This is the 50 yuan banknote, equivalent in value to ¥50. As all of you would expect once again, Mao Zedong appears on the obverse side of the banknote, in addition to a chrysanthemum flower motif at the centre.

The image on the reverse side of the banknote is that of the Potala Palace in Lhasa (拉萨, lāsà), Tibet Autonomous Region. The Potala Palace (布达拉宫, bùdálā gōng) was initially constructed in the year 637 by the Tibetan King Songtsen Gampo in order to welcome his bride, Princess Wencheng (文成公主, wénchéng gōngzhŭ) of the Chinese Tang Dynasty. The palace gained its name of “Potala” later in the 11th century, whereby this name was derived from Mount Potala in southern India, which was believed to be the sacred residence of the Buddhist bodhisattva Avalokitesvara. (A bodhisattva, in Buddhism, is a person who has great compassion and consequently wishes to attain perfect enlightenment for the benefit of all living things.)

While the original Potala Palace was smaller compared to the present-day palace and was at one point destroyed in a war, the palace was later reconstructed and restored in 1645 by the fifth Dalai Lama, Lozang Gyatso. Subsequently, the Potala Palace became the official residence of the Dalai Lamas, as well as the seat of the Tibetan government, until the 14th Dalai Lama, Tenzin Gyatso, fled to India following a failed uprising against Chinese invasion into Tibet. Since then, the Chinese central government has converted the Potala Palace into a museum for tourism purposes.

Lastly, this is the 100 yuan banknote, corresponding to a value of ¥100. Once again, needless to say, the image of Mao Zedong appears on the obverse side of the banknote. Besides Mao Zedong, a design of the plum blossom flower (梅子, méizi) is observable at the centre of the obverse side.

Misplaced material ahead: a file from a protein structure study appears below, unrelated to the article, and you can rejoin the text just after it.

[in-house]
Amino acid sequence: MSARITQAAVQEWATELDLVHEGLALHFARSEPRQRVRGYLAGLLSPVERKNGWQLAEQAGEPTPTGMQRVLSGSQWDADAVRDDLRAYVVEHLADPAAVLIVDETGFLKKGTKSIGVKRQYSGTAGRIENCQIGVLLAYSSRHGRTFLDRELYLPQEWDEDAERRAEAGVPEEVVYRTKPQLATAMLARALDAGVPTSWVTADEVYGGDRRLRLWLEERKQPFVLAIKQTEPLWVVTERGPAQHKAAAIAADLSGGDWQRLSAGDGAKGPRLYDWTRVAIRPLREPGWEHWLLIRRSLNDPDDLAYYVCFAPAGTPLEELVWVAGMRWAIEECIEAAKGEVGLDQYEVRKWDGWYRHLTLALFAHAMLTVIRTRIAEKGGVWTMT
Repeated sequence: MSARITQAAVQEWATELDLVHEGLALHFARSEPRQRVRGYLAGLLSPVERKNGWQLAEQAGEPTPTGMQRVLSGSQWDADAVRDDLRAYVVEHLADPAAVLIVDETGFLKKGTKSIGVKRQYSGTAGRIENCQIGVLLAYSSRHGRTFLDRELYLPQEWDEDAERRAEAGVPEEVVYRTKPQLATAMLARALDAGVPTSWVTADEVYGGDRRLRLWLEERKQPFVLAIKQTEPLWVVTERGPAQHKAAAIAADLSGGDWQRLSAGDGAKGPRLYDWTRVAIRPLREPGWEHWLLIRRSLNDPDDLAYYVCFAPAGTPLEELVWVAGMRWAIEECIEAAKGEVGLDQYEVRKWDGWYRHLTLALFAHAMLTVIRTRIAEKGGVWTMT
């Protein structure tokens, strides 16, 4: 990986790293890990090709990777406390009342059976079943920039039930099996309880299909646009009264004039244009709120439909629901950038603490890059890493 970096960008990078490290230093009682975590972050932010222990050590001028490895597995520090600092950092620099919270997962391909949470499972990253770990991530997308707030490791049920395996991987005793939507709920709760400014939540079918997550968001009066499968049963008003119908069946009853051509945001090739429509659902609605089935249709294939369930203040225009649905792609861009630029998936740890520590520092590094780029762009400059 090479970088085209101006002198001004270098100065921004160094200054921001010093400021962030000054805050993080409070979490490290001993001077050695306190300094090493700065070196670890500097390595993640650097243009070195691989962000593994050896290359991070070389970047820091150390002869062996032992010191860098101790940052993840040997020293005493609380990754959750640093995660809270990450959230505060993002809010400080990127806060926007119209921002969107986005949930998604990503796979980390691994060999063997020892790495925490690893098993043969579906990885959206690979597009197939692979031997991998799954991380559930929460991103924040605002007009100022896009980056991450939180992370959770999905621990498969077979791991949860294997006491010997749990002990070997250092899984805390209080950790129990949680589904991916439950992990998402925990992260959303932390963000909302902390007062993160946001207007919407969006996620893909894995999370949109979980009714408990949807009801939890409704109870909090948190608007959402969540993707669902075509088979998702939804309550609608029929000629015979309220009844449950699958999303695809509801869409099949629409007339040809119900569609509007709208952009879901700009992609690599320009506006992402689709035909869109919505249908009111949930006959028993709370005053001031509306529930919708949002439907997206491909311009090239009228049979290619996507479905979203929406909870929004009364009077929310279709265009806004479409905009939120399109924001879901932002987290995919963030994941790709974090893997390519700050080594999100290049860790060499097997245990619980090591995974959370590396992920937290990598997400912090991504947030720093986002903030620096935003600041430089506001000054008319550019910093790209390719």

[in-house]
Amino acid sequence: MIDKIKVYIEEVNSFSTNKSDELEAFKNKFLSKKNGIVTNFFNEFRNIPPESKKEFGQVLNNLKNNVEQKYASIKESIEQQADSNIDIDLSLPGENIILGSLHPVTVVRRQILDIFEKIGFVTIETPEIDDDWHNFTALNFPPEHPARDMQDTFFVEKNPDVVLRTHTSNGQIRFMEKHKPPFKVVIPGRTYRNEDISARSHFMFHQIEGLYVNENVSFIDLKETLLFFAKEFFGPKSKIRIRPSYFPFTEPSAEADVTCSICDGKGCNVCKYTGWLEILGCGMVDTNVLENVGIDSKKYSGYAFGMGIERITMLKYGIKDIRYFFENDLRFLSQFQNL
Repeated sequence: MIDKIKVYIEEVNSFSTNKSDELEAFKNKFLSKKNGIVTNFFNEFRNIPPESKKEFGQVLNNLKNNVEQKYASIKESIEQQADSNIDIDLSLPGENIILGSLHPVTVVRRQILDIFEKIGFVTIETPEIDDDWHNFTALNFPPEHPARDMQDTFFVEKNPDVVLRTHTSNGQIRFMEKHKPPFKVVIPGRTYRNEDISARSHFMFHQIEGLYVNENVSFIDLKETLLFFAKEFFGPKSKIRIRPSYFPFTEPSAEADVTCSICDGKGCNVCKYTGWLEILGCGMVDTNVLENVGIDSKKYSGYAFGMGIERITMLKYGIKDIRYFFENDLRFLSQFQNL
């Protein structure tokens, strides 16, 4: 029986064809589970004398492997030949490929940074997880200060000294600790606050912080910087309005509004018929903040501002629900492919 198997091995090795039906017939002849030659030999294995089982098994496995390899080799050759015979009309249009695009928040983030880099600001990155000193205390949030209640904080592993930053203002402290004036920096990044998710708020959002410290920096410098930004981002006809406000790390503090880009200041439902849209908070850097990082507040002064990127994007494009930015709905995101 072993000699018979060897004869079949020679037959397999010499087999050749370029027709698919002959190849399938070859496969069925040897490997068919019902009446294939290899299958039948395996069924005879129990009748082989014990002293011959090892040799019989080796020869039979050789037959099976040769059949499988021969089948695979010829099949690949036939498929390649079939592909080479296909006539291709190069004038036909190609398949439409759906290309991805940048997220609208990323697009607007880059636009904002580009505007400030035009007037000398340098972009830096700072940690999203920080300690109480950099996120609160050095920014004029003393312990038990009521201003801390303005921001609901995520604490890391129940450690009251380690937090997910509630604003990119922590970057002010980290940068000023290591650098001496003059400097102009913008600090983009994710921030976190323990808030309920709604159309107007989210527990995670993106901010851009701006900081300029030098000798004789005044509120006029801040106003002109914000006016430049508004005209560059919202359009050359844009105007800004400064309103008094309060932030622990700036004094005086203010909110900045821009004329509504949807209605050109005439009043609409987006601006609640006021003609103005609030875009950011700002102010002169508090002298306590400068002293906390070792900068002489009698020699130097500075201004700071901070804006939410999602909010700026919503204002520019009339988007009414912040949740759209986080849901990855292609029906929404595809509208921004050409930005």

Looking at the reverse side now, we can see a picture of the Great Hall of the People, located at the western side of Tiananmen Square (天安门广场, tiān’ānmén guăngchăng) in the Chinese capital of Beijing (北京, bĕijīng). The Great Hall of the People (人民大会堂, rénmín dàhuìtáng), which was built in 1959, houses the parliament of China and serves as the legislative centre for the entire nation. It is the home to the National People’s Congress of China (全国人民代表大会, quánguó rénmín dàibiăo dàhuì), which is the sole legislative house of the People’s Republic of China.

Numerous national conventions, political conferences, international events and diplomatic activities are held annually in the Great Hall. The Great Hall is also one of the official venues for Chinese leaders to meet and discuss issues with foreign leaders and dignitaries. However, the Hall is open to the general public and tourists only when there are no ongoing conferences or international activities being held there.

The grand and majestic Great Hall of the People is principally divided into three sections, namely the auditorium, the banquet hall and the offices of the Standing Committee of the National People’s Congress. The Great Auditorium is capable of seating 10,000 representatives simultaneously, thus enabling extremely large conferences to be held there. The State Banquet Hall is capable of accommodating 5,000 dining guests at any one time. Smaller gatherings and conferences, on the other hand, are held in the Main Auditorium or in one of the smaller conference halls that are named and decorated after the various provinces and regions in China.

The Great Auditorium of the Great Hall of the People, having a seating capacity of 10,000 people at any one time

Indeed, the best of China’s tourist attractions have been well-captured on the nation’s colourful banknotes. So, the next time you want to decide on a nice place to spend your holiday in China but do not know where to go to, just go to your nearest local money changer, exchange for some Chinese renminbi banknotes, turn to the reverse side of those banknotes (and do a little online research if you need to), book your tickets, pack your bags, board the plane and off you go to the glorious land of the Middle Kingdom!!! Happy holidays in advance!!!